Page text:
Last week, CEO Elon Musk announced that Tesla began installing triple-underbody protection on all new Model S sedans earlier this month, and the company would add this protective measure to all existing vehicles upon request or during routine service.
The purpose of this protection -- composed of titanium shields and aluminum deflector plates -- is to lessen the risk of fire. Last year, two Model S sedans caught fire following accidents that damaged their underbodies. These fires generated chatter that Tesla's battery packs posed a potential fire risk, and resulted in an investigation by the National Highway Traffic Safety Administration. While Tesla has vigorously defended the vehicle's safety features, and the Model S has garnered a top five-star safety rating from the NHTSA, adding this extra degree of protection was a smart thing to do to help further put consumers' minds at ease.
As a result of this development, the NHTSA is closing its investigation into the fires. It was likely going to close the investigation anyway, as it takes three similar incidents to make a determination of a "trend."
Auto dealers' attempted roadblocks are becoming mere speed bumps
Auto dealer associations across the country have long been crying foul at Tesla's direct-to-consumer sales model, as they try to protect their middleman turf. The dealers don't want changes to the laws on the books that many states have that prohibit automakers from selling directly to consumers. They fear any changes might allow major automakers to follow Tesla's lead.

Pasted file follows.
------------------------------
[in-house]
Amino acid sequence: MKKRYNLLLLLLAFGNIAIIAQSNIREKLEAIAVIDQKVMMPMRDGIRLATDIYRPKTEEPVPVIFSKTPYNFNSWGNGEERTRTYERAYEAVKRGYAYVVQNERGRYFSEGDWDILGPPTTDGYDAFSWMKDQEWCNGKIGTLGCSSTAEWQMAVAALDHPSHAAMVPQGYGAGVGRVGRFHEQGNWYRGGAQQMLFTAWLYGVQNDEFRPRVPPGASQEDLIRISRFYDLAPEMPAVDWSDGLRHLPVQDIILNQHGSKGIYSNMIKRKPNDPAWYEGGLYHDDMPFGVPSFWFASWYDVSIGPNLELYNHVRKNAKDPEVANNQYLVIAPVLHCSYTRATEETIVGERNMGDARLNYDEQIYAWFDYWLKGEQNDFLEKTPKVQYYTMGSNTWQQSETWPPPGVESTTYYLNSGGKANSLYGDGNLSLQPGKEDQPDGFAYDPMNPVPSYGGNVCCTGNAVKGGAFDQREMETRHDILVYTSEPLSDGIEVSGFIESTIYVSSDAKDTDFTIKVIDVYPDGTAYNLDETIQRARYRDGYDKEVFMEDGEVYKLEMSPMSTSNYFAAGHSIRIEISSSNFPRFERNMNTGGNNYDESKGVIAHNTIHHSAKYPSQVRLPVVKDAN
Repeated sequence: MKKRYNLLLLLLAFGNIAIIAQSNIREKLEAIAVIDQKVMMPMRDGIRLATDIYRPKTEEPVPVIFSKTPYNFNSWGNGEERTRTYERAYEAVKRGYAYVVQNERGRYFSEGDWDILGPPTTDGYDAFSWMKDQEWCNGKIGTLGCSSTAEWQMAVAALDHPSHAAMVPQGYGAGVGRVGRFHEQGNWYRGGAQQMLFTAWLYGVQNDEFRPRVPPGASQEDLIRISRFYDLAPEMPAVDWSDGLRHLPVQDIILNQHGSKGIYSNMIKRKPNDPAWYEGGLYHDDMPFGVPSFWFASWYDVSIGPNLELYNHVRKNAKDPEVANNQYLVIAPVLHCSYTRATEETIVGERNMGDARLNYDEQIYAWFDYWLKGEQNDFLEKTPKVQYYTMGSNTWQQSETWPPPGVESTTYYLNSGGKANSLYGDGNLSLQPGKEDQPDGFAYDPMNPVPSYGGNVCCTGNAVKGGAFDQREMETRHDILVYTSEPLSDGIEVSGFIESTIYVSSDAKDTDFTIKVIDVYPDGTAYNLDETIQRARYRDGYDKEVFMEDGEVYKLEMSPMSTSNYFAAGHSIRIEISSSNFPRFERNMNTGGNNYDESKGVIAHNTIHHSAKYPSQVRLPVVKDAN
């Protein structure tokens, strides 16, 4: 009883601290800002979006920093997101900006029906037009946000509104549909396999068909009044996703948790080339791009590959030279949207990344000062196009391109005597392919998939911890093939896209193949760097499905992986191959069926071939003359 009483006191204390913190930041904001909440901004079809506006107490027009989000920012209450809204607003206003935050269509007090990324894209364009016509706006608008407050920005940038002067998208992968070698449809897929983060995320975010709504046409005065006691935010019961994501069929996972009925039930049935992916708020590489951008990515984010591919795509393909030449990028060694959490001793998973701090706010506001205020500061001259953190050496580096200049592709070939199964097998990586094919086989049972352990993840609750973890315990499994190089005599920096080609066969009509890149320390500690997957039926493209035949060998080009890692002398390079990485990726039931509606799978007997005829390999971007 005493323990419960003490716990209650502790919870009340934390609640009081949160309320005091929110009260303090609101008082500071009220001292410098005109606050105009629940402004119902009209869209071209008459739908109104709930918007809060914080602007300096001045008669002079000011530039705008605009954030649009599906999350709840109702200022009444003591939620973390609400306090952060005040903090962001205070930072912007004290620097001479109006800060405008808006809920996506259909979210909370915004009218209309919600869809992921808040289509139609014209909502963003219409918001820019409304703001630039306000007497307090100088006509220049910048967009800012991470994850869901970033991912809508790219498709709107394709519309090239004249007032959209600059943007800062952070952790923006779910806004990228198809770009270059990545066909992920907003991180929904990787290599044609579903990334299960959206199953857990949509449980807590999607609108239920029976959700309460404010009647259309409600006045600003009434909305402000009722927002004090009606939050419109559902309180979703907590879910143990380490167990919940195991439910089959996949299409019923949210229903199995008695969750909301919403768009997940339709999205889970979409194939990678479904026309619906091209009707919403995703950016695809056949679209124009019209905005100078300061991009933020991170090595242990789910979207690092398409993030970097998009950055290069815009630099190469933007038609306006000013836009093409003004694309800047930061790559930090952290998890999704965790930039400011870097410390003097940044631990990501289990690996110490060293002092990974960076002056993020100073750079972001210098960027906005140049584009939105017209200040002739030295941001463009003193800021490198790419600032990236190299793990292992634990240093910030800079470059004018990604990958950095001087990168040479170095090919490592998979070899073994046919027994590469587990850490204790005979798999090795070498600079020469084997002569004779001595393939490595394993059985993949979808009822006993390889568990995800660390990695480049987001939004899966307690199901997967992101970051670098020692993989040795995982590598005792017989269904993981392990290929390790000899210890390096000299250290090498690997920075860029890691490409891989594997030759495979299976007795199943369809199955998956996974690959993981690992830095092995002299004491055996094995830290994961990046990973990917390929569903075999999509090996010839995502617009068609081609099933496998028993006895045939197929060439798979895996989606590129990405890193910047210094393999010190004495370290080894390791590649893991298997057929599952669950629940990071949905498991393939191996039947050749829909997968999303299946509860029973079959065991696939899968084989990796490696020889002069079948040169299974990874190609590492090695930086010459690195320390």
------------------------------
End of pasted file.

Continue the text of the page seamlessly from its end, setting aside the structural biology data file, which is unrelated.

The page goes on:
Within the past couple of weeks, there's been a major thaw in the relations between Tesla and several states with respect to this issue. Some lawmakers in Texas and Arizona -- which are two of the three states that have explicitly banned Tesla from selling its vehicles at its stores -- have changed their tunes. That's surely because these two states -- alongside Nevada and New Mexico -- are competing to be the site location for Tesla's Gigafactory.
The action in New Jersey has been akin to whiplash. On March 11, the Garden State became the third state to ban Tesla, with the ban slated to become effective on April 1. Soon after, Gov. Chris Christie started backpedaling, no doubt because these bans have largely proved unpopular with the public. I'd expect a compromise is likely.
Last week, Tesla reached agreements with auto dealer lobbying groups in Ohio and New York. The Ohio compromise has already been introduced into legislation, while New York legislation is expected soon. The Ohio compromise bans automakers from selling directly to consumers, with the exception of Tesla, which is allowed to operate three retail outlets, as long as the company isn't sold and produces only EVs. Tesla has two locations in Ohio -- Columbus and Cincinnati -- with its third store expected to be in Cleveland. The New York agreement will allow Tesla to keep its five stores in the state and to add others, though the number of additional locations it's permitted wasn't disclosed.
Foolish final thoughts
Strong demand is likely to continue for Tesla's vehicles. So the key to Tesla's long-term success lies on the supply side. The company needs to be able to obtain an adequate number of batteries at a cost per battery that will enable it to profitably produce its Gen III sedan. So investors should home in on the Gigafactory progress going forward.